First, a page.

Paying for Priceless
Whether it is a song, a video, or a university textbook that I’m after, my first move is to rummage around the Internet looking for a free download of it. If a free alternative doesn’t appear to me, I employ ‘plan b’ and hunt down a discount code or coupon so it’s closer to free than it might’ve previously been. If I find neither of these options are successful, I concede defeat and either tell myself, ‘you didn’t really need/want that anyway’, or go and pay what I consider an exorbitant price for it.
It’s not because what I’m after really isn’t worth paying for, but rather ‘why would we ever pay for anything that we could get for free?’ (Kelly, 2008).
In Kevin Kelly’s post, Better than Free, he outlines eight generatives (immediacy, personalisation, interpretation, authenticity, accessibility, embodiment, patronage and findability) that make something, that could otherwise be available for free, worth paying for.
I can relate to a number of these (for a full description of each you should most definitely read Kelly’s article here), particularly in regards to my love of music. I’m into all kinds of music, and listen to anything between jazz and country to punk and rock. Needless to say, I love live music. In fact, it was just the other day I was telling my boyfriend how I had made a commitment at the last concert I had attended, to invest more of my money into live music. I say invest because to me the event of hearing my favourite bands blast my favourite songs into a hazy room filled with sweaty fans is priceless. There’s just something about live music that makes a hundred bucks for a 2-hour set seem like a justifiable purchase.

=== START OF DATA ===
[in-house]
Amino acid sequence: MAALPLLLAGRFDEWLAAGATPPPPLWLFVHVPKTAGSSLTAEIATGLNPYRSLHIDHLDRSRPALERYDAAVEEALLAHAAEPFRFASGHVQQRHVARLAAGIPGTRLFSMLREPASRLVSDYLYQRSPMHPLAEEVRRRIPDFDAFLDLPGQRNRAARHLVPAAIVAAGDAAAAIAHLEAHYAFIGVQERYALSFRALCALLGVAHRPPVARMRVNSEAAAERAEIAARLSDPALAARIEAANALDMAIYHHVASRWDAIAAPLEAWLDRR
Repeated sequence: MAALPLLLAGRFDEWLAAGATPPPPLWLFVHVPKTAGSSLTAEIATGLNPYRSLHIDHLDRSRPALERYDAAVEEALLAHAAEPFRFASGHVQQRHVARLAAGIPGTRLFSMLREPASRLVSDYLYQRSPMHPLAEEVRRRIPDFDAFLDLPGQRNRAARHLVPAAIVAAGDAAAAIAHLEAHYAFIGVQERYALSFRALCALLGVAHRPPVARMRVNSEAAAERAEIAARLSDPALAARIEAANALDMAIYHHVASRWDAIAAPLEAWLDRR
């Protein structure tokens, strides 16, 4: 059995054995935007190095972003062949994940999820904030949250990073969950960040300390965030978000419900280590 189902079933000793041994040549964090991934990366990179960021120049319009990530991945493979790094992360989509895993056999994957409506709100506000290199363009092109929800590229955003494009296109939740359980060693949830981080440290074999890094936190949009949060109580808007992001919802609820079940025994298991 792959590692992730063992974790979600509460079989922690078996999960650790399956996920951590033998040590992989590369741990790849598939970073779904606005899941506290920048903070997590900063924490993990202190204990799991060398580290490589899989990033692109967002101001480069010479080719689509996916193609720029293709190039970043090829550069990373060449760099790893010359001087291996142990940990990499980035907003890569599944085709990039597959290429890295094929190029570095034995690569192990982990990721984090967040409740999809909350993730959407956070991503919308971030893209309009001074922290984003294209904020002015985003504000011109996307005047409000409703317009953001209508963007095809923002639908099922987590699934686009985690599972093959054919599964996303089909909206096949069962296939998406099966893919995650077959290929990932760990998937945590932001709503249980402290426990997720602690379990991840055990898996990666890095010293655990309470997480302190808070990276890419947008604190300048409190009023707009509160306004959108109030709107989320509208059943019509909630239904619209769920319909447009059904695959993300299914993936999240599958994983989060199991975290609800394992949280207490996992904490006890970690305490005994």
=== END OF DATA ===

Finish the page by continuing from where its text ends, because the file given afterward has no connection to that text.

I think I know what that ‘something’ is, and it makes me wonder why Kelly didn’t include it in his eight generatives. Perhaps he purposefully left it out because he deems it irrelevant to the online world, or maybe he simply neglected to realise its importance. This ‘something’ is a thing I deeply value, in fact I would consider it to be one of the few things in life that I would pay the most for. That ‘something’ is experience.
Experience is subjective. It’s exciting, it’s personal, it’s timeless and it’s the most valuable currency on this planet (and not just on your résumé). One study showed that experiences make us happier than possessions. The study looked at 154 participants, and compared their responses to a list of questions asked about any recent purchases they had made in order to make themselves happier, be it experiential or material. ‘The researchers found that people felt a greater sense of vitality or “being alive” during the experience and in reflection’. The study also proved that ‘experiences led to more happiness in others than purchases did’ and they also showed a ‘higher level of satisfaction at the time and after the experience had passed’ (Landau, 2009).
It is for an experience that I will pay that exorbitant price for a concert. Experience is a generative thing. It ‘cannot be copied, cloned, faked, replicated, counterfeited, or reproduced’ (Kelly, 2008). Experiences are priceless and that is what makes them worth paying for.
- Kelly K, 2008, Better than Free, Edge, 5 February, viewed 30 August 2014, http://edge.org/conversation/better-than-free
- Landau E, 2009, Study: Experiences make us happier than possessions, CNN International, 10 February, viewed 30 August 2014, http://edition.cnn.com/2009/HEALTH/02/10/happiness.possessions/